Combat sport has typically been seen as a male-dominated industry, but that perception is becoming less true day by day. More women are coming into our gym and we see how it transforms their health, confidence and general wellbeing, just as it does for anyone who walks through our doors.
To celebrate International Women’s Day, we wanted to shine a light on some of the incredibly strong and inspiring women in our combat community who are just as capable of kicking ass as anyone on the mats! But why stop at one day? We’re taking this week to chat with Sami Locke, Janay Harding, Brit Cook and Skye Nicolson to share what got them into the sport, why they love it and to encourage women who are interested in trying it out but are yet to take the leap.
First up, our good friend, CMBT Training Centre Coach and epic tattoo artist: Sami Locke.
I am a Tattoo Artist, and I work from my own little private studio on the Gold Coast.
I train several mornings and evenings a week at CMBT Training Centre, where I do strength & conditioning, Jiu Jitsu and MMA. I am also a Kids Jiu Jitsu coach. I absolutely love cooking and I am a big lover of the great outdoors and all things 4WD, camping and adventure-based.
What got you into combat sports and what do you love about it?
My partner has done martial arts his entire life and took me along to watch a Jiu Jitsu class one day when we were on holiday. There was a girl there that day, and she was the hardest worker in the room. I admired that so much and loved seeing her put in the work and dominate her rounds and I knew I wanted to try it. My partner took me to a class when we got home and I instantly fell in love with it. It has a real problem-solving quality to it that I really love. I then began doing striking and MMA a few years later as well.
Combat sports is so much more than just physical ability. It’s a mental and emotional game as well. I love that challenging aspect of it and the never-ending learning. I started martial arts about the same time I started tattooing, so the two are very closely linked for me. They are both a deeply fulfilling yet challenging passion, and they are both a craft that is very complex and difficult to master.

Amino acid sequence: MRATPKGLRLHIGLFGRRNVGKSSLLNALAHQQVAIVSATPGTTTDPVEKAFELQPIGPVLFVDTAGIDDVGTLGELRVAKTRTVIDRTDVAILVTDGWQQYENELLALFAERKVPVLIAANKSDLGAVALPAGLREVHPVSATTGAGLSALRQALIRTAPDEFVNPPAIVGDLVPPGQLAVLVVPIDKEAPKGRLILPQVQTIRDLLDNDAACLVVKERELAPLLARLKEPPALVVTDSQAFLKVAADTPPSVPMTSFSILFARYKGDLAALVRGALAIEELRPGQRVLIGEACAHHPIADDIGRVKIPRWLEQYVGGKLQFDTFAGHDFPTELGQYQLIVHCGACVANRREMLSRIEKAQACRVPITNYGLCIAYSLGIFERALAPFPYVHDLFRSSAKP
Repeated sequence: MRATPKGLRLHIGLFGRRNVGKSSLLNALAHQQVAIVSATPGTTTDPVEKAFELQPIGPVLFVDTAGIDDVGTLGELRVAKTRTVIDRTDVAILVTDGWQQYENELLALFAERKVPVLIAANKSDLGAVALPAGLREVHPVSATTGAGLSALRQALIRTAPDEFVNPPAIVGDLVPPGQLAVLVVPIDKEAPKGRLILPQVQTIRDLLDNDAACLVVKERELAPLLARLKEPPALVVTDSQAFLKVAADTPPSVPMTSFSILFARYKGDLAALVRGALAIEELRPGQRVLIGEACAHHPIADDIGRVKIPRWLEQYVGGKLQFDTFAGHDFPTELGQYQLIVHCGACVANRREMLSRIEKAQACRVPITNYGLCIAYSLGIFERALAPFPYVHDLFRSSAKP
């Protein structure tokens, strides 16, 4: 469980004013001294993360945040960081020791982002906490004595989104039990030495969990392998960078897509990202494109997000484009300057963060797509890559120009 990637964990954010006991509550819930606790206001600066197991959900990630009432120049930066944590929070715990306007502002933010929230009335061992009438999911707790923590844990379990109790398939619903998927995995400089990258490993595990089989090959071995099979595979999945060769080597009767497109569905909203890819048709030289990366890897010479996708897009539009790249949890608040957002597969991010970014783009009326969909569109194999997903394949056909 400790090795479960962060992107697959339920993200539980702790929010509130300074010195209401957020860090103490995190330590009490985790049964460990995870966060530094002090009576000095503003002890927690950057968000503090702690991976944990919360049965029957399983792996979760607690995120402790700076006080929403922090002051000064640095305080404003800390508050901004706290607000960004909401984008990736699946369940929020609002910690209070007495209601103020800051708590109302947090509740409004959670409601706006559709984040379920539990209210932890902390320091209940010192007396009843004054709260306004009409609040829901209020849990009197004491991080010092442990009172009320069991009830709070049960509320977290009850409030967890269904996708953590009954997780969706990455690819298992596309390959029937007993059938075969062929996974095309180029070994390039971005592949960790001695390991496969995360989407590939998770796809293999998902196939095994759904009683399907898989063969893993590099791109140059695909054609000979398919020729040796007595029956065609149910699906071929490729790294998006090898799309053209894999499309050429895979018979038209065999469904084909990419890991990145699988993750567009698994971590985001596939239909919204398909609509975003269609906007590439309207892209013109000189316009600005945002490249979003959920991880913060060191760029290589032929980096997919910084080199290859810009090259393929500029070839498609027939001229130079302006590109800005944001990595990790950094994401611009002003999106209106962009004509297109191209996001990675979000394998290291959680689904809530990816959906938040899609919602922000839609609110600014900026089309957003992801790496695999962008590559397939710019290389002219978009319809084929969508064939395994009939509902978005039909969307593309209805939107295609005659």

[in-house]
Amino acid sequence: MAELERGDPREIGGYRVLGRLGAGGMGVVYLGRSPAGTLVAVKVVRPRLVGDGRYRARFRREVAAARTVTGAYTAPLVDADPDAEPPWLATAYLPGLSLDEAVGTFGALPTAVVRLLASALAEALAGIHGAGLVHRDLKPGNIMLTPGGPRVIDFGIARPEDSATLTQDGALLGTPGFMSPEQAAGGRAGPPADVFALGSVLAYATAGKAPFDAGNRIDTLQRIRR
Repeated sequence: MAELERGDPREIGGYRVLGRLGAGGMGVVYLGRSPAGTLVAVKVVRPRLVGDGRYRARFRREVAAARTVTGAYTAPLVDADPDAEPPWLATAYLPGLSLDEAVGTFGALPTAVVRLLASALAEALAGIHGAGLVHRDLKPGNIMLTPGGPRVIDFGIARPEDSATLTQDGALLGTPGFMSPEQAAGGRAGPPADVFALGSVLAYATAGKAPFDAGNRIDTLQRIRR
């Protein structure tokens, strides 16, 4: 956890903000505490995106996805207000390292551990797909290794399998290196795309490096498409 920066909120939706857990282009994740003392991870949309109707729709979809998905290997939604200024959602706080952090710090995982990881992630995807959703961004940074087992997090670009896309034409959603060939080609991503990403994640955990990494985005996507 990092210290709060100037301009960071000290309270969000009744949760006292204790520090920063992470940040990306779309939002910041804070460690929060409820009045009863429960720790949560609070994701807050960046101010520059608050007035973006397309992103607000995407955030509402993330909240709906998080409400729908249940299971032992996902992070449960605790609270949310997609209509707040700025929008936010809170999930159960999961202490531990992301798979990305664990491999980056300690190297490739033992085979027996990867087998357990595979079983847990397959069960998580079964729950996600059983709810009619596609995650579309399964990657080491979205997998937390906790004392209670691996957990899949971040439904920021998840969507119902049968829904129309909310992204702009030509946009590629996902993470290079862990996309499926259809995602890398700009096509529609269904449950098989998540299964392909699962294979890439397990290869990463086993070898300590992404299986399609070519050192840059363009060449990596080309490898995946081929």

Do you believe that training in combat sports is heavily male-dominated? How do you feel being a woman in the sport?
I think it once was, but it certainly seems that is changing as time goes on and more women are finding their place in martial arts. Incredible women have been carving their way into combat sports since the beginning and demanded their skills be recognised and respected and I feel as though women are only being seen, heard and valued more and more.
Would you recommend combat sports for other women? Why or why not?
Absolutely! It certainly has its moments of difficulty, but that’s one of the reasons it’s so great. I feel like those moments help me to become more resilient and determined. Nothing that is worth having comes easy. Combat sports has increased my confidence, discipline and is by far the most fun type of fitness I have found for myself.
What advice would you give to other women who have reservations about trying combat sports?
You are just as worthy to be in combat sports as anyone else. Don’t be afraid to be the beginner. It’s ok to not know anything at first and it’s ok to fail. Failure is a super important part of progression and you’ll get nowhere without it. Finding a training environment that works for you is important too.
What is some direct advice you could give men to help women become more comfortable training in combat sports?
Treat us as equal teammates. Respect that we are there to work just as hard as you and our training is not more or less important than yours. Combat sports should be accessible and enjoyable for all folk of any gender.
To keep up with Sami, follow her on Instagram @samilocke.